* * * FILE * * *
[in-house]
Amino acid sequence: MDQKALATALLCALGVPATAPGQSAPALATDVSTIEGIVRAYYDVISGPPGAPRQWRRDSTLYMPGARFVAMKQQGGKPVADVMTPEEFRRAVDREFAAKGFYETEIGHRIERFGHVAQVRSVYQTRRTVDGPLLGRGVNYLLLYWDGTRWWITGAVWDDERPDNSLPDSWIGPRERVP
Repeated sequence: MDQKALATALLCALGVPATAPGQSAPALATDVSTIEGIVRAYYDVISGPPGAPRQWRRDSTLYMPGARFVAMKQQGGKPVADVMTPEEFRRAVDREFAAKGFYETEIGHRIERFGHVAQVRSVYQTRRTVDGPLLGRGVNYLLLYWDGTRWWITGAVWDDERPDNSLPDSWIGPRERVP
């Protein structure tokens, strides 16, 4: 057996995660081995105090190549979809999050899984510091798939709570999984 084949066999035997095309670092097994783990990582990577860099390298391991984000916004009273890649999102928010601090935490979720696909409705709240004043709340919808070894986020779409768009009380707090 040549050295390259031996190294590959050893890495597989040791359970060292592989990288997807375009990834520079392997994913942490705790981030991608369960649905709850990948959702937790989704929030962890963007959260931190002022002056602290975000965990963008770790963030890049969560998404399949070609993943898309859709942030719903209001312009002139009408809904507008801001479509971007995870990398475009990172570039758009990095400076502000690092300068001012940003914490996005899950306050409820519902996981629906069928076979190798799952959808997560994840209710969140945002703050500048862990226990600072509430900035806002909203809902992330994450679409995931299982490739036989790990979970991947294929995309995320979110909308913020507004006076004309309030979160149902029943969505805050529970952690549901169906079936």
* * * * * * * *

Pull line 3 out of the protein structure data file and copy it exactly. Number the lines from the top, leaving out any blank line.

Repeated sequence: MDQKALATALLCALGVPATAPGQSAPALATDVSTIEGIVRAYYDVISGPPGAPRQWRRDSTLYMPGARFVAMKQQGGKPVADVMTPEEFRRAVDREFAAKGFYETEIGHRIERFGHVAQVRSVYQTRRTVDGPLLGRGVNYLLLYWDGTRWWITGAVWDDERPDNSLPDSWIGPRERVP